From the city of Newcastle to the Scottish Borders, those looking for places to visit in North East England are spoiled for choice.
Along with its stunning natural beauty, North East England is most known for its history, with remnants of Roman and Viking influences still to be found today.
Since it’s located on the Scottish border, there have been times when the border shifted and the region fell to Scottish rule as well.
In this post, we’ll be sharing our top picks for places to visit in North East England, including some of the most stunning castles and natural highlights.
We hope you enjoy learning about this sparsely populated but beautiful region and be sure to let us know in the comments which North East England must-sees we should add to our list!
Probably most famous as a location for film and television, Alnwick Castle is the seat of the 12th Duke of Northumberland, but also open to the public to visit.
It’s a Grade 1 Listed building, with its stunning formal gardens as popular with visitors as the castle/country house. While the Duke of Northumberland and his family live in part of the castle, most of it is open to the public, making it the second largest inhabited castle in England (after Windsor Castle).
Alnwick Castle was used for many scenes at Hogwarts in the first two Harry Potter films, and has also appeared in numerous other television series’ and films, including Downton Abbey.
There are three on-site museums at the castle, with different exhibitions all about the history of the area and castle. Harry Potter fans can take part in free Broomstick Training sessions and there are plenty of other fun activities available for children, or those who are just young at heart!
PRACTICAL INFORMATION FOR VISITING: The castle closes for the winter season around October, and usually reopens towards the ends of March. The gardens are open year-round.
Home to both the Durham Cathedral and Durham Castle (which, in turn houses a university college!) , the city of Durham is a beautiful location looped around by the River Wear, and one of the most famous North East England attractions.
Durham Cathedral, (full name The Cathedral Church of Christ, Blessed Mary the Virgin and St. Cuthbert of Durham – now that’s a mouthful!) is a stunning example of Norman architecture and, together with Durham Castle, a UNESCO World Heritage Site.
The cathedral was also another famous site used for filming in the Harry Potter films, and the interior was also used for scenes in Asgard in Avengers: Endgame.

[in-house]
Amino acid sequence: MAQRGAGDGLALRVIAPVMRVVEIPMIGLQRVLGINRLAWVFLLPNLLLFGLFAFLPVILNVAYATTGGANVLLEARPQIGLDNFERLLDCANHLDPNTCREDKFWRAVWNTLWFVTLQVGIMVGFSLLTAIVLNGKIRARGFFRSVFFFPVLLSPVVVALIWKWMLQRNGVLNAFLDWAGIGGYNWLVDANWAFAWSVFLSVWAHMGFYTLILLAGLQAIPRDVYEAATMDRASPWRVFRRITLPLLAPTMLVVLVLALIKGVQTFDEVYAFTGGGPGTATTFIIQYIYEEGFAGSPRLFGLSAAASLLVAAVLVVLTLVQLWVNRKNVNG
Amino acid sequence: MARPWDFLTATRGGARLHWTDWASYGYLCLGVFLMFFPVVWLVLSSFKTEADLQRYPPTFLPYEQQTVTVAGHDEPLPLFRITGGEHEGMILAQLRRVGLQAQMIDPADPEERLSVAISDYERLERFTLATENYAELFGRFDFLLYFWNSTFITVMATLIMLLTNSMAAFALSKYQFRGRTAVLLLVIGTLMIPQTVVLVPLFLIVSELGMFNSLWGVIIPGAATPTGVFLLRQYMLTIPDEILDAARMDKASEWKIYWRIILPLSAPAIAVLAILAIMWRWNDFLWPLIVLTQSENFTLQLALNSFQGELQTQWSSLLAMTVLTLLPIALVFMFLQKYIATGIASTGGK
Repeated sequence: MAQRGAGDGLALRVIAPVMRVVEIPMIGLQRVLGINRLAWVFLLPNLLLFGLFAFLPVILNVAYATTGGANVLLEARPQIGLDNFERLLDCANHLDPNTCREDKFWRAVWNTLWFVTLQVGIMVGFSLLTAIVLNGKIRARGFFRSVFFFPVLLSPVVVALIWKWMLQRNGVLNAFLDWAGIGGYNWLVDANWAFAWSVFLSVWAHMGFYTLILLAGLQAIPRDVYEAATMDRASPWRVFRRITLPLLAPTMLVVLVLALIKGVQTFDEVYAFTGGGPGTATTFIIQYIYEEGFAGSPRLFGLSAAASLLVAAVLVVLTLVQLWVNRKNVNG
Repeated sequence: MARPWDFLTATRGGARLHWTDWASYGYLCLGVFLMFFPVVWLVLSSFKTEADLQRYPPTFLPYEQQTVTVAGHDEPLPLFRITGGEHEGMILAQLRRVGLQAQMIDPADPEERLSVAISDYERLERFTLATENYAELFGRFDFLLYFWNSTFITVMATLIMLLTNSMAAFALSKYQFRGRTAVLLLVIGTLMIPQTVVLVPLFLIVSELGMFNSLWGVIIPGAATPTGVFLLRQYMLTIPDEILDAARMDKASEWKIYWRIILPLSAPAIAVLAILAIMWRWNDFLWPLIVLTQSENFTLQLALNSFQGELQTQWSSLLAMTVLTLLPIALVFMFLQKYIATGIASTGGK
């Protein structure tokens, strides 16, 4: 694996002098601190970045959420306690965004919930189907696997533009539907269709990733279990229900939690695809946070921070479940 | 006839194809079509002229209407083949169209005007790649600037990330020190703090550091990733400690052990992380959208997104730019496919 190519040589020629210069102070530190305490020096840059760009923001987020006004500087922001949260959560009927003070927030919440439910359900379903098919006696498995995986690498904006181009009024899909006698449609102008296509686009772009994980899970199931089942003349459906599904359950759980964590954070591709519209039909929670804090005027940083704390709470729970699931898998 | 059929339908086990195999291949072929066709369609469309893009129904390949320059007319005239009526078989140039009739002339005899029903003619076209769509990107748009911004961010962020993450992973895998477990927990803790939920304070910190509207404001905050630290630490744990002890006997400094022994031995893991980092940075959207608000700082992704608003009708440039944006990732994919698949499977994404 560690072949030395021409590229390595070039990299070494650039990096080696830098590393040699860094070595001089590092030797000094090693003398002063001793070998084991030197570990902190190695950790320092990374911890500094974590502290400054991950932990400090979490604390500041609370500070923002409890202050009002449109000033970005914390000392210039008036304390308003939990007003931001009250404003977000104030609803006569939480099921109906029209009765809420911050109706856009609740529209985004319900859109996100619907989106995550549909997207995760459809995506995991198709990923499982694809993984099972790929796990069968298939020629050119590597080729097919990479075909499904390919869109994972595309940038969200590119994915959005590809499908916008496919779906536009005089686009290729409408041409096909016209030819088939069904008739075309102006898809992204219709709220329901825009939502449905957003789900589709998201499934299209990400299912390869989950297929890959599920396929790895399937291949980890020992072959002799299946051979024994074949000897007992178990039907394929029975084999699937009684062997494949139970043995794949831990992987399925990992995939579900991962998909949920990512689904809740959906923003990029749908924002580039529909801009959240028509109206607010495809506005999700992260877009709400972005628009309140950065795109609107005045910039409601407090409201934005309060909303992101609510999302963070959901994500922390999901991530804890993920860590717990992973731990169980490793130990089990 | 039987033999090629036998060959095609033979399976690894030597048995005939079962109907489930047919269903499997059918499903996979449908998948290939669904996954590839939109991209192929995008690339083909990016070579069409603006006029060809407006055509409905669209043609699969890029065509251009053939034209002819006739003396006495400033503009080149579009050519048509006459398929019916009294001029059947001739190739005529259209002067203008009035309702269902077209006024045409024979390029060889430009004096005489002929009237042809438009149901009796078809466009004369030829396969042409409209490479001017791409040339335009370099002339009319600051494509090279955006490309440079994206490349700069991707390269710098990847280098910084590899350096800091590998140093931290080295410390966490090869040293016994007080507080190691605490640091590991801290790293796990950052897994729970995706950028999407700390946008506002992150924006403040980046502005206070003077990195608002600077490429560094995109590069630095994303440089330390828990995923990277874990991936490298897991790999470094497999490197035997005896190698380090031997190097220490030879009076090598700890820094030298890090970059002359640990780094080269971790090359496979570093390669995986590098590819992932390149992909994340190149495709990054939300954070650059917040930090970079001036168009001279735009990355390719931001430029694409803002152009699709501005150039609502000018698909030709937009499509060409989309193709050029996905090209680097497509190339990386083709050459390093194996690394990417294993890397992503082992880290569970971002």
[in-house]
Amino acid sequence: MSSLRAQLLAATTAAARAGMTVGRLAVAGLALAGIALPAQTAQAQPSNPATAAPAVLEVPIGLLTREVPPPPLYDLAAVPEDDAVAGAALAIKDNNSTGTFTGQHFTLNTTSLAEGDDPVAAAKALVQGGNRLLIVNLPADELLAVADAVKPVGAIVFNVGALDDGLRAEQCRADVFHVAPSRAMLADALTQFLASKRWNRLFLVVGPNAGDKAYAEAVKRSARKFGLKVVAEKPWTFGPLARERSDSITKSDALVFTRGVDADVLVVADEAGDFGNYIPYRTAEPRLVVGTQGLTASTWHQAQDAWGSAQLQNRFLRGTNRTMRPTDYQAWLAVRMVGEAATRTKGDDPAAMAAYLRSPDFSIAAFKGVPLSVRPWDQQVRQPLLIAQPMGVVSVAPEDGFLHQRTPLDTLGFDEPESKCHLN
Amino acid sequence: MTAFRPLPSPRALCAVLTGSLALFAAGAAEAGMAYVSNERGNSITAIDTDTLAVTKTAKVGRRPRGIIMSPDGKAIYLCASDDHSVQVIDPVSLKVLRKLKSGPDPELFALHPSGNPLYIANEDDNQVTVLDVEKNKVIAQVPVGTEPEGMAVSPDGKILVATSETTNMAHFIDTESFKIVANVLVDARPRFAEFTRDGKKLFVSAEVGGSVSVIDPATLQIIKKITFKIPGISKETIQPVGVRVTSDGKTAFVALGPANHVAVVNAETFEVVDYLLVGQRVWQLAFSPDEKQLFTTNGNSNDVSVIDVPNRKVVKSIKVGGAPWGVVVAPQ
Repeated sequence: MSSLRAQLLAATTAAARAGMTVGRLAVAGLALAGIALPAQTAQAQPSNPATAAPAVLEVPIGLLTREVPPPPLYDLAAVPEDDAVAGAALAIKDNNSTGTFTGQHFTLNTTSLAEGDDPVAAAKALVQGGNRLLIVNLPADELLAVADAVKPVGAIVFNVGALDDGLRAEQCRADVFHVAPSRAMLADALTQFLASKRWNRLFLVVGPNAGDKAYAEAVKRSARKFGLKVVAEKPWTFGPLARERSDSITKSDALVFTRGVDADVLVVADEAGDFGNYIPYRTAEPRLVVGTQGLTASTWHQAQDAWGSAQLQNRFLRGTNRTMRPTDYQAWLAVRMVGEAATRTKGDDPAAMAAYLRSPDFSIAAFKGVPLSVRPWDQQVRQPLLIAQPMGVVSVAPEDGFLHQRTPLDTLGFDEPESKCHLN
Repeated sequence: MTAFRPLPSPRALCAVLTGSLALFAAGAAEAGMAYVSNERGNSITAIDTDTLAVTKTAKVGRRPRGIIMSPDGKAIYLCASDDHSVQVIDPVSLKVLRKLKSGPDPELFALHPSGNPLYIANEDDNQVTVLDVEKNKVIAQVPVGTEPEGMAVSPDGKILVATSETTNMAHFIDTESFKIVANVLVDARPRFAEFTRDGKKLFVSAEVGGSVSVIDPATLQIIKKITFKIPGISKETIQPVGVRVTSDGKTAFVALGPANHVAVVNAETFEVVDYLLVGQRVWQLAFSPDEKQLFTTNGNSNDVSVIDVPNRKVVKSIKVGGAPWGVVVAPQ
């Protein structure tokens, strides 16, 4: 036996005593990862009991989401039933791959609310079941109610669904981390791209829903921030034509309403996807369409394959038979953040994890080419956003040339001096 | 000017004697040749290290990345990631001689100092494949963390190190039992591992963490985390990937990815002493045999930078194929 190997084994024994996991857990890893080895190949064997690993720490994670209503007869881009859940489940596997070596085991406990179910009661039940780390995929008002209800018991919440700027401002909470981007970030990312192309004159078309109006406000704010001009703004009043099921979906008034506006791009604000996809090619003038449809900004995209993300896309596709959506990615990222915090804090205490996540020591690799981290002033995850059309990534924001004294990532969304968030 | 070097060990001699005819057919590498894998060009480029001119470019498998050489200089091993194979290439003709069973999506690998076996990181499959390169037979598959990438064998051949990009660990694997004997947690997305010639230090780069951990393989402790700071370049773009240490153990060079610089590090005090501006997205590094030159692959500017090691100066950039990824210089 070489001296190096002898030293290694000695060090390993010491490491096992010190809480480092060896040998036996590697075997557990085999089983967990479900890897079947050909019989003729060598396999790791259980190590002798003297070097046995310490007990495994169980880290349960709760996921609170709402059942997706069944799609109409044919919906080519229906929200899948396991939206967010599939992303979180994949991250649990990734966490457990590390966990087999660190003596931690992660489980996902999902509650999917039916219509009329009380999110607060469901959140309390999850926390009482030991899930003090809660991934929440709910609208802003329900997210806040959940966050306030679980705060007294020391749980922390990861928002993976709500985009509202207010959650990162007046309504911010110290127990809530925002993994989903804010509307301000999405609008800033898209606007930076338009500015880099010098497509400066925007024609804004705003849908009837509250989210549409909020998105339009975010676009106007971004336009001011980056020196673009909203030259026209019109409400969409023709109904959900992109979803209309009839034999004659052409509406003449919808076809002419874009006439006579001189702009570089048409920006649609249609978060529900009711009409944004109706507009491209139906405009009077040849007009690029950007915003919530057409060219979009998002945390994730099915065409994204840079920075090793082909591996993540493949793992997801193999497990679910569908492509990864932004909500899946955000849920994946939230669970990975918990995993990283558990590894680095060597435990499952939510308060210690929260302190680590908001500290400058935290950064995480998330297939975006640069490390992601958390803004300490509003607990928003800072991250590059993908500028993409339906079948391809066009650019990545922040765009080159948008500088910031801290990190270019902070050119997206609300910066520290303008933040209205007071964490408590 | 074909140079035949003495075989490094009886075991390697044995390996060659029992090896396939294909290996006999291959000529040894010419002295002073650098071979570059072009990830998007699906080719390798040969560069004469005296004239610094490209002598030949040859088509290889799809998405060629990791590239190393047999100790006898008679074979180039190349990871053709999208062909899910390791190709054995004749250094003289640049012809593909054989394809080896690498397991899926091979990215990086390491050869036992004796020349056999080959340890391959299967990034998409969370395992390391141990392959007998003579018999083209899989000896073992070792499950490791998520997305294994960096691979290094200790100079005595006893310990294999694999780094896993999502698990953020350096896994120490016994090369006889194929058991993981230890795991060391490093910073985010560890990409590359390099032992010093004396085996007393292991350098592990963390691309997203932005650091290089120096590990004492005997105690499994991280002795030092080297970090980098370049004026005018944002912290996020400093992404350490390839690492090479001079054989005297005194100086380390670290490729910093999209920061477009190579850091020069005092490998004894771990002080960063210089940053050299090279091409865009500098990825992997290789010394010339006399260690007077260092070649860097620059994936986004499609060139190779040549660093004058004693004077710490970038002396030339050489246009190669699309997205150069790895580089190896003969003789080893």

While the cathedral and castle get most of the fuss, the rest of the town is also beautiful and well worth a wander around to look at the shops, cafés, pubs and picturesque parks.
PRACTICAL INFORMATION FOR VISITING: You can only visit the castle as part of a guided tour, since it’s a working building and home to many students. Durham Cathedral is open most days for visitors and sermons, but make sure you check their website as sometimes the Cathedral is closed for university ceremonies.
Yes, it’s another castle, but since North East England was so important for defense, there are quite a few stunning ones worth visiting! After passing from Briton and Anglo-Saxon hands many times over the years, the original Celtic fort was destroyed by the Vikings in 993, then rebuilt by the Normans.
The castle was eventually bought by the Victorian-era industrialist Baron William George Armstrong in 1894, and while it’s still owned by the Armstrong family today, it is also open to the public.
It’s a very impressive castle, sitting on a dolerite outcrop next to the Bamburgh Beach, so you can get stunning photos of the castle without actually going in. But we do advise going in, so you can also enjoy the views from the castle, as well as explore the staterooms, museums and other epic displays.
One of the most famous things to see in North East England is Hadrian’s Wall; a former defensive fortification of the Roman province of Britannia, which was built around AD 122.
While the wall once ran from one side of the island of England to the other, the whole wall is no longer still standing, but there are still more than 20 sites where you can explore the sections that are still intact.
Hadrian’s Wall was built to mark the boundary between Roman Britannia and Caledonia (which is mostly Scotland) but has never actually been on the border between England and Scotland.
Visiting this UNESCO World Heritage Site is a fascinating way to learn about life in Roman Britain. There are multiple hikes you can do along sections of the wall, while different areas in the North East are home to Roman forts and garrison towns to explore. Check out the official website to decide which part (or parts) you want to see!
The Angel of the North
The Angel of the North is a huge sculpture by British artist Antony Gormley, located beside the A1 road in Gateshead, not far from the city of Newcastle. Widely believed to be the largest sculpture of an angel in the world, this is definitely one of the most unusual places to visit in North East England!
The angel is visible both from the nearby highway, as well as from trains traveling on the East Coast Main Line. It has also become a symbol of the North East of England, so it’s definitely a must-see.
There’s a dedicated car park if you want to get up close and personal to the 20 metre tall figure, with a wingspan of 54 meters across. Touching and sitting on the feet of the angel is also actively encouraged!
Newcastle upon Tyne